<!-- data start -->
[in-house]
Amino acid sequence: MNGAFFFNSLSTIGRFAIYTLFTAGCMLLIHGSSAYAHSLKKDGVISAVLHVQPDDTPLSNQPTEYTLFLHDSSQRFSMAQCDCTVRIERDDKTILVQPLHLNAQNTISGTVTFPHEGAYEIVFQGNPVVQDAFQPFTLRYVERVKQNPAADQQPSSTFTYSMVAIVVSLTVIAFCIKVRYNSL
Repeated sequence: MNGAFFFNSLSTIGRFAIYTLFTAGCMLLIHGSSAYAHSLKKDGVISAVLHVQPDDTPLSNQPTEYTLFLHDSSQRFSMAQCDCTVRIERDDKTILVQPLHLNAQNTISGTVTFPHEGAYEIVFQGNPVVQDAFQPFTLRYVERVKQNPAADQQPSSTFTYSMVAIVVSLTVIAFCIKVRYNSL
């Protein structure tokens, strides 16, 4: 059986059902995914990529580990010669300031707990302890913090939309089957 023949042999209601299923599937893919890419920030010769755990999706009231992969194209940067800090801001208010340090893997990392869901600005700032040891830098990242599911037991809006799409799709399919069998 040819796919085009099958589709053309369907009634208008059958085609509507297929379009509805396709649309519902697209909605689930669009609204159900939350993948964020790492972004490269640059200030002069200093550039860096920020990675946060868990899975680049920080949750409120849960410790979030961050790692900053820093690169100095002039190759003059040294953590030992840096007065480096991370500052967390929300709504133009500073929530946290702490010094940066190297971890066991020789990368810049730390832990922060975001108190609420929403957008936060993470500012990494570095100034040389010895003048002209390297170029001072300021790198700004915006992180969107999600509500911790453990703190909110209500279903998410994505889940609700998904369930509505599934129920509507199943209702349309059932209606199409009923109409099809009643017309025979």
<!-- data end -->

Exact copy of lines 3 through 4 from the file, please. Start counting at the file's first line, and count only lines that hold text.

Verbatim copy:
Repeated sequence: MNGAFFFNSLSTIGRFAIYTLFTAGCMLLIHGSSAYAHSLKKDGVISAVLHVQPDDTPLSNQPTEYTLFLHDSSQRFSMAQCDCTVRIERDDKTILVQPLHLNAQNTISGTVTFPHEGAYEIVFQGNPVVQDAFQPFTLRYVERVKQNPAADQQPSSTFTYSMVAIVVSLTVIAFCIKVRYNSL
């Protein structure tokens, strides 16, 4: 059986059902995914990529580990010669300031707990302890913090939309089957 023949042999209601299923599937893919890419920030010769755990999706009231992969194209940067800090801001208010340090893997990392869901600005700032040891830098990242599911037991809006799409799709399919069998 040819796919085009099958589709053309369907009634208008059958085609509507297929379009509805396709649309519902697209909605689930669009609204159900939350993948964020790492972004490269640059200030002069200093550039860096920020990675946060868990899975680049920080949750409120849960410790979030961050790692900053820093690169100095002039190759003059040294953590030992840096007065480096991370500052967390929300709504133009500073929530946290702490010094940066190297971890066991020789990368810049730390832990922060975001108190609420929403957008936060993470500012990494570095100034040389010895003048002209390297170029001072300021790198700004915006992180969107999600509500911790453990703190909110209500279903998410994505889940609700998904369930509505599934129920509507199943209702349309059932209606199409009923109409099809009643017309025979």